The Factors that Influence the Elasticity of Demand
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The elasticity of demand among products varies substantially. The determinants of price and income elasticity of demand are:
- The closeness of substitutes. The most important determinant is the availability of substitutes. The closer the substitutes for a good or service, the more elastic the demand for it.
- Necessities, such as food or housing, generally have inelastic demand.
- Luxuries, such as exotic vacations, generally have elastic demand.
When good substitutes for a product are available, a price rise induces many consumers to switch to other products. For example, when the price of apples rises, many consumers simply switch to oranges or other fruits. However, when the price of gasoline rises, most consumers can only slightly cut back their consumption of gasoline, since there is no good substitute for gasoline.
- The proportion of income spent on the good. If expenditures on a product are quite small relative to a consumer's budget, the income effect will be small even if there is a substantial increase in the price of the product. This will make the demand less elastic. For example, if the price of matches triples, consumers would not bother to find substitutes, since they only spend a few bucks on matches each year.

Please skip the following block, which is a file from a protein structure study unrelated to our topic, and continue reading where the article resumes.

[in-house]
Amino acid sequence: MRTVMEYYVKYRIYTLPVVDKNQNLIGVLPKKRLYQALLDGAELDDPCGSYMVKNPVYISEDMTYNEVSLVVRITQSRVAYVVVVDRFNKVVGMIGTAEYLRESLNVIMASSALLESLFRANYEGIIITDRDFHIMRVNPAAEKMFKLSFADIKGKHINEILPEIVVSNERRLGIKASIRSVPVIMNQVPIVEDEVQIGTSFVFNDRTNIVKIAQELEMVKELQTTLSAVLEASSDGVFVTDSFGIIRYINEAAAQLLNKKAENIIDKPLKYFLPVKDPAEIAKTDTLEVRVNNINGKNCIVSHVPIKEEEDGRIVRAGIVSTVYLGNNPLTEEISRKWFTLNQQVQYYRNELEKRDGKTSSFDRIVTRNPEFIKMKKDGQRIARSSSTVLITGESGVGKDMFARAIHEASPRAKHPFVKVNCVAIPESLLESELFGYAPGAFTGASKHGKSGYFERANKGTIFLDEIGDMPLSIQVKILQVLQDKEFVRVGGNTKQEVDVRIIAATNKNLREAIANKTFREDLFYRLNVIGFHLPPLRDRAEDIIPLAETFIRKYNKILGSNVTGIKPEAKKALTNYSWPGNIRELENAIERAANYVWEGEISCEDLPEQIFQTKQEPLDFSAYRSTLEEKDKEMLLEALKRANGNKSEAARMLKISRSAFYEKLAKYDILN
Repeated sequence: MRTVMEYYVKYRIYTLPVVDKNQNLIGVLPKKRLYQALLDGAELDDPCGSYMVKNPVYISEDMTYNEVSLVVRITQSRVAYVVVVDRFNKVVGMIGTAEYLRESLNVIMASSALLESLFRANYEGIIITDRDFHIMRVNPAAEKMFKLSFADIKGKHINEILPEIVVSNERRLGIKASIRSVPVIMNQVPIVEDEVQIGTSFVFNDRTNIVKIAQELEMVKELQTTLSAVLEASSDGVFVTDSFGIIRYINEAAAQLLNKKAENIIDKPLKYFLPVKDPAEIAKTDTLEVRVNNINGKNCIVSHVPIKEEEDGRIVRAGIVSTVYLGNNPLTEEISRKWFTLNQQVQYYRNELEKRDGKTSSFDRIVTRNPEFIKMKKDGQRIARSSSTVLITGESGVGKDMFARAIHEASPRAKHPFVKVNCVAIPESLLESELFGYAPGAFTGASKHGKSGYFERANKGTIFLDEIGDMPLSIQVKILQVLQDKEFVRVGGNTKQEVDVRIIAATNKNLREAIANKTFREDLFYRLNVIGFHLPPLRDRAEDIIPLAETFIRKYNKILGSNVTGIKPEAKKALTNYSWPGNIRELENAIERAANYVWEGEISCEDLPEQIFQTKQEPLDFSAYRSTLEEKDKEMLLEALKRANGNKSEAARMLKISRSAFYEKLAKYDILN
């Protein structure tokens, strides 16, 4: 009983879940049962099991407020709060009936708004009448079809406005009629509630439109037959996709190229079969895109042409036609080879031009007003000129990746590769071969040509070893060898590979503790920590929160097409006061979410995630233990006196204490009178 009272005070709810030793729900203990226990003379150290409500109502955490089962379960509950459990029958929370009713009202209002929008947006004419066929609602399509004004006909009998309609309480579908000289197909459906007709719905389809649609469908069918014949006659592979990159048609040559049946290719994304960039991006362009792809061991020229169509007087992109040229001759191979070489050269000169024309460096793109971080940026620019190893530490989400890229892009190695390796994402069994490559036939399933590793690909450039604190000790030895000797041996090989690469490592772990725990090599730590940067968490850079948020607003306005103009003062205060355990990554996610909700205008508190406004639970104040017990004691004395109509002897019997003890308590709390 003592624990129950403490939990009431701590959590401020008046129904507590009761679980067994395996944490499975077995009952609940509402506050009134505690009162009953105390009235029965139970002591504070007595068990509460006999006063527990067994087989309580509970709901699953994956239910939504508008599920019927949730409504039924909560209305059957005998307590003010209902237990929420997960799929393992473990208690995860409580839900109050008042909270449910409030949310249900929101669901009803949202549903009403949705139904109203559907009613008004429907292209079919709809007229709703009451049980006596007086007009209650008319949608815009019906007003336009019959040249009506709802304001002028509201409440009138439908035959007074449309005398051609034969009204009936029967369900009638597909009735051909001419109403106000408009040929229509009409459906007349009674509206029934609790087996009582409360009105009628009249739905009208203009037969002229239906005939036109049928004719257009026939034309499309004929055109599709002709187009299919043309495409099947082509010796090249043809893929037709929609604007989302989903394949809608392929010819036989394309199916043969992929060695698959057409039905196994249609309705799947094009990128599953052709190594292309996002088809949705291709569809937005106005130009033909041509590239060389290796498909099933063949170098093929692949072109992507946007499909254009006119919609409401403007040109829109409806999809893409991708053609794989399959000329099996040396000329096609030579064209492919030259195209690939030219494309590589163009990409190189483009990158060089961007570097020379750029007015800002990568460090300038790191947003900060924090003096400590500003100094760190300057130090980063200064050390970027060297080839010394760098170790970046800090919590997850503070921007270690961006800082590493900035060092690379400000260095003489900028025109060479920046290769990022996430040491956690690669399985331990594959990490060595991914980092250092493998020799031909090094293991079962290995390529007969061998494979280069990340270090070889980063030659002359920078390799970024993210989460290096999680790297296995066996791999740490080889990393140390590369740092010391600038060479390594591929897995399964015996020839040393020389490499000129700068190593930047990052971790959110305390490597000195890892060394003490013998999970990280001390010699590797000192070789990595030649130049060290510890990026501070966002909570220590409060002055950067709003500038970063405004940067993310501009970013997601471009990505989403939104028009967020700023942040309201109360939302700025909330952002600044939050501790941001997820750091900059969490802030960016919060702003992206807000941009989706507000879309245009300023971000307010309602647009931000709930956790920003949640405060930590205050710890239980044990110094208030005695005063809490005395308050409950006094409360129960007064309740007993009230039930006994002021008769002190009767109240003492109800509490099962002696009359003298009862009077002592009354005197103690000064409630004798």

- The time elapsed since a price change. The more time consumers have to adjust to a price change, or the longer a good can be stored without losing its value, the more elastic the demand for that good. In general, when the price of a product increases, consumers will reduce their consumption by a larger amount in the long run than in the short-run. Therefore, the demand for most products will be more elastic in the long run than in the short run.
The price elasticity of demand tends to increase in the long run.
As changing market conditions raise or lower the price of a product, both consumers and producers will respond. However, their response will not be instantaneous, and it is likely to become larger over time. In general, when the price of a product increases, consumers will reduce their consumption by a larger amount in the long run than in the short run. Thus, the demand for most products will be more elastic in the long run than in the short run. This relationship between the elasticity coefficient and the length of the adjustment period is referred to as the second law of demand